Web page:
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Document Abstract
Published: 28 Jul 2016

Impact of a peer-counseling intervention on breastfeeding practices in different socioeconomic strata: results from the equity analysis of the PROMISE-EBF trial in Uganda

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Background: Undernutrition is highly prevalent among infants in Uganda. Optimal infant feeding practices may improve nutritional status, health, and survival among children.

Objective:  Our  study  evaluates  the  socioeconomic  distribution  of  exclusive  breastfeeding  (EBF)  and  growth outcomes among infants included in a trial, which promoted EBF by peer counselors in Uganda.

Design:   Twenty-four  clusters   comprising   one   to   two   communities   in   Uganda  were   randomized   into intervention  and  control  arms,  including  765  mother-infant  pairs.  Intervention  clusters  received  the  promotion  of  EBF  by  peer  counselors  in addition to standard care. Breastfeeding and growth outcomes were compared according to wealth quintiles and  intervention/control  arms.  Socioeconomic  inequality  in  breastfeeding  and  growth  outcomes  were measured  using  the  concentration  index  12  and  24  weeks  postpartum.  We  used  the  decomposition  of  the concentration index to identify factors contributing to growth inequality at 24 weeks.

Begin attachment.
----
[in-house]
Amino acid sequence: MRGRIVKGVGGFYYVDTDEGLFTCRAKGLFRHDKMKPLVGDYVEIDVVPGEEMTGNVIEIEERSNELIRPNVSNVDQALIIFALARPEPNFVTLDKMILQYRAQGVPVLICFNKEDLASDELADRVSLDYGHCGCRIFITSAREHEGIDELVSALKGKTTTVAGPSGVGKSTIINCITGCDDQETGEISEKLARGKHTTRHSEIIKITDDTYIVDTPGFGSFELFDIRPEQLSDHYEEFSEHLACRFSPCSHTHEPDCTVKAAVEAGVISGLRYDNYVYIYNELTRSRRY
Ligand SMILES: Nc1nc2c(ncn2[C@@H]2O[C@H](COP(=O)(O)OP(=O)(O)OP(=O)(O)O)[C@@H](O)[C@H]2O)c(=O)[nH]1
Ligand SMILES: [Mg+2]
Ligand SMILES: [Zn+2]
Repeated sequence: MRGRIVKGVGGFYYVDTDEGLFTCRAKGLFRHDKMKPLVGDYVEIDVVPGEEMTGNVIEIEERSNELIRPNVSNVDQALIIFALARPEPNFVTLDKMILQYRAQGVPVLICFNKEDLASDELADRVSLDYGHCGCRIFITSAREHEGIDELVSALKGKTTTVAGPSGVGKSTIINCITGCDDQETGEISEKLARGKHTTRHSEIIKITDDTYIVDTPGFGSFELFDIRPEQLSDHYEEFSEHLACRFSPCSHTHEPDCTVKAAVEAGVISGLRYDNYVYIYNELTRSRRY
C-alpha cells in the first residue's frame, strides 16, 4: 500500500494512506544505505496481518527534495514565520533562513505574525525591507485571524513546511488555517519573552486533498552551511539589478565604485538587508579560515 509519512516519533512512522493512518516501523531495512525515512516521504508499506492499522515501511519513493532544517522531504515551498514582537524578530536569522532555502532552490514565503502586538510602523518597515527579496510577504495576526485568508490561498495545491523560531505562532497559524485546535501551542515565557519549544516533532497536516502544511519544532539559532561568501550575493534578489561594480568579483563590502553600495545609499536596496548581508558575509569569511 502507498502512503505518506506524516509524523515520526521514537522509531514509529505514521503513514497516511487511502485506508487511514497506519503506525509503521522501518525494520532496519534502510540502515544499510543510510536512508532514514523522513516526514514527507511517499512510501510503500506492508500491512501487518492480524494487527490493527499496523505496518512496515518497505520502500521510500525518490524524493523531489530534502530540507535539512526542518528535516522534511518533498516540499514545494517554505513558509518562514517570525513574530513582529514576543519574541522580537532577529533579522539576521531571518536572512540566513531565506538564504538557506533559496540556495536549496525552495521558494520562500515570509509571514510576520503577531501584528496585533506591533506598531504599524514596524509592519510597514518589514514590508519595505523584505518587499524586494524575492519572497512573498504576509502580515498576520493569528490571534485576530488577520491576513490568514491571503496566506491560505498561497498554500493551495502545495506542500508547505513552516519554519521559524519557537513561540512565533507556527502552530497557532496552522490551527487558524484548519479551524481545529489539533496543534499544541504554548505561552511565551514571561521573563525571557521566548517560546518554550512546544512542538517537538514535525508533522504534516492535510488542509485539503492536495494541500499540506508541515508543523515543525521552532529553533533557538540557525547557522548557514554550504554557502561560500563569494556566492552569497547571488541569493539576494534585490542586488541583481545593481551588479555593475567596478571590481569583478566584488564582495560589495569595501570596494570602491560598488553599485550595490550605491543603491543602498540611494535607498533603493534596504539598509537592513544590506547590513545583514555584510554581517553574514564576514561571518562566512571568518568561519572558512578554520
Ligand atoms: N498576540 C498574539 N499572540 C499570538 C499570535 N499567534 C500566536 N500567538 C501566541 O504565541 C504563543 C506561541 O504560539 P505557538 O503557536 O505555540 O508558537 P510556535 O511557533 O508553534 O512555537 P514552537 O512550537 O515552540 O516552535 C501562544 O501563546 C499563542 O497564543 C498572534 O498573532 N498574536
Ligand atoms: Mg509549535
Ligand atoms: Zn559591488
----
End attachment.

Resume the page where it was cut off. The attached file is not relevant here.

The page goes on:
Results:  EBF  was  significantly  concentrated  among  the  poorest  in  the  intervention  group  at  24  weeks postpartum, concentration index - 0.060. The control group showed a concentration of breastfeeding among the richest part of the population, although not statistically significant. Stunting, wasting, and underweight were  similarly  significantly  concentrated  among  the  poorest  in  the  intervention  group  and  the  total population at 24 weeks, but showing non-significant concentrations for the control group.

Conclusion:  This  study  shows  that  EBF  can  be  successfully  promoted  among  the  poor.  In  addition, socioeconomic inequality in growth outcomes starts early in infancy, but the breastfeeding intervention was not strong enough to counteract this influence.

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K.T. Eide

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